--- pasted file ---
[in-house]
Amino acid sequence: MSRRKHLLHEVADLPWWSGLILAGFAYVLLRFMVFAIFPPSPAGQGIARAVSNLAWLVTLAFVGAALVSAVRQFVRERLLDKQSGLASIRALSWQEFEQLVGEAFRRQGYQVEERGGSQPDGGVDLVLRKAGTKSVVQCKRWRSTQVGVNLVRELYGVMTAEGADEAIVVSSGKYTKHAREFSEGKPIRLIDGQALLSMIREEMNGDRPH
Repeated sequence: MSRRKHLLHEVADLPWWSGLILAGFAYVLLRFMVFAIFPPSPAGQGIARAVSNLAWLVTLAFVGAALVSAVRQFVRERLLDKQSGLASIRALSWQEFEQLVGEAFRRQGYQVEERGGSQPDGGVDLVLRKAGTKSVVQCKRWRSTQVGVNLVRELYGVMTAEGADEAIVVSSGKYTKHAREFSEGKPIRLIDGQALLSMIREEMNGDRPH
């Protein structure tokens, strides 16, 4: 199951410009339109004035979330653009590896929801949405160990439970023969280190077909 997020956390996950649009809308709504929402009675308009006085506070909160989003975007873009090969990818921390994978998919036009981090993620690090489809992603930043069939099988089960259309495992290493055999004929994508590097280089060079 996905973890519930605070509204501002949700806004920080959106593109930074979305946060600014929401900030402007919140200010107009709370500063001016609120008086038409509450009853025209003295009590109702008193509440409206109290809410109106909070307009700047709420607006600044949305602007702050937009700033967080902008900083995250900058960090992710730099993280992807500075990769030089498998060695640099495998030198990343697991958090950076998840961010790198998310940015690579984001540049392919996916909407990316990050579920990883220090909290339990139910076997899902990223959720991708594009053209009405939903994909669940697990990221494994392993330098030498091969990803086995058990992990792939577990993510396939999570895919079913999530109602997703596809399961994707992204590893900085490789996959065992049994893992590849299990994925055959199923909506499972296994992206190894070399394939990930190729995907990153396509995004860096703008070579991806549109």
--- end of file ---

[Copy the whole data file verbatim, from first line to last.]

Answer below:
[in-house]
Amino acid sequence: MSRRKHLLHEVADLPWWSGLILAGFAYVLLRFMVFAIFPPSPAGQGIARAVSNLAWLVTLAFVGAALVSAVRQFVRERLLDKQSGLASIRALSWQEFEQLVGEAFRRQGYQVEERGGSQPDGGVDLVLRKAGTKSVVQCKRWRSTQVGVNLVRELYGVMTAEGADEAIVVSSGKYTKHAREFSEGKPIRLIDGQALLSMIREEMNGDRPH
Repeated sequence: MSRRKHLLHEVADLPWWSGLILAGFAYVLLRFMVFAIFPPSPAGQGIARAVSNLAWLVTLAFVGAALVSAVRQFVRERLLDKQSGLASIRALSWQEFEQLVGEAFRRQGYQVEERGGSQPDGGVDLVLRKAGTKSVVQCKRWRSTQVGVNLVRELYGVMTAEGADEAIVVSSGKYTKHAREFSEGKPIRLIDGQALLSMIREEMNGDRPH
């Protein structure tokens, strides 16, 4: 199951410009339109004035979330653009590896929801949405160990439970023969280190077909 997020956390996950649009809308709504929402009675308009006085506070909160989003975007873009090969990818921390994978998919036009981090993620690090489809992603930043069939099988089960259309495992290493055999004929994508590097280089060079 996905973890519930605070509204501002949700806004920080959106593109930074979305946060600014929401900030402007919140200010107009709370500063001016609120008086038409509450009853025209003295009590109702008193509440409206109290809410109106909070307009700047709420607006600044949305602007702050937009700033967080902008900083995250900058960090992710730099993280992807500075990769030089498998060695640099495998030198990343697991958090950076998840961010790198998310940015690579984001540049392919996916909407990316990050579920990883220090909290339990139910076997899902990223959720991708594009053209009405939903994909669940697990990221494994392993330098030498091969990803086995058990992990792939577990993510396939999570895919079913999530109602997703596809399961994707992204590893900085490789996959065992049994893992590849299990994925055959199923909506499972296994992206190894070399394939990930190729995907990153396509995004860096703008070579991806549109």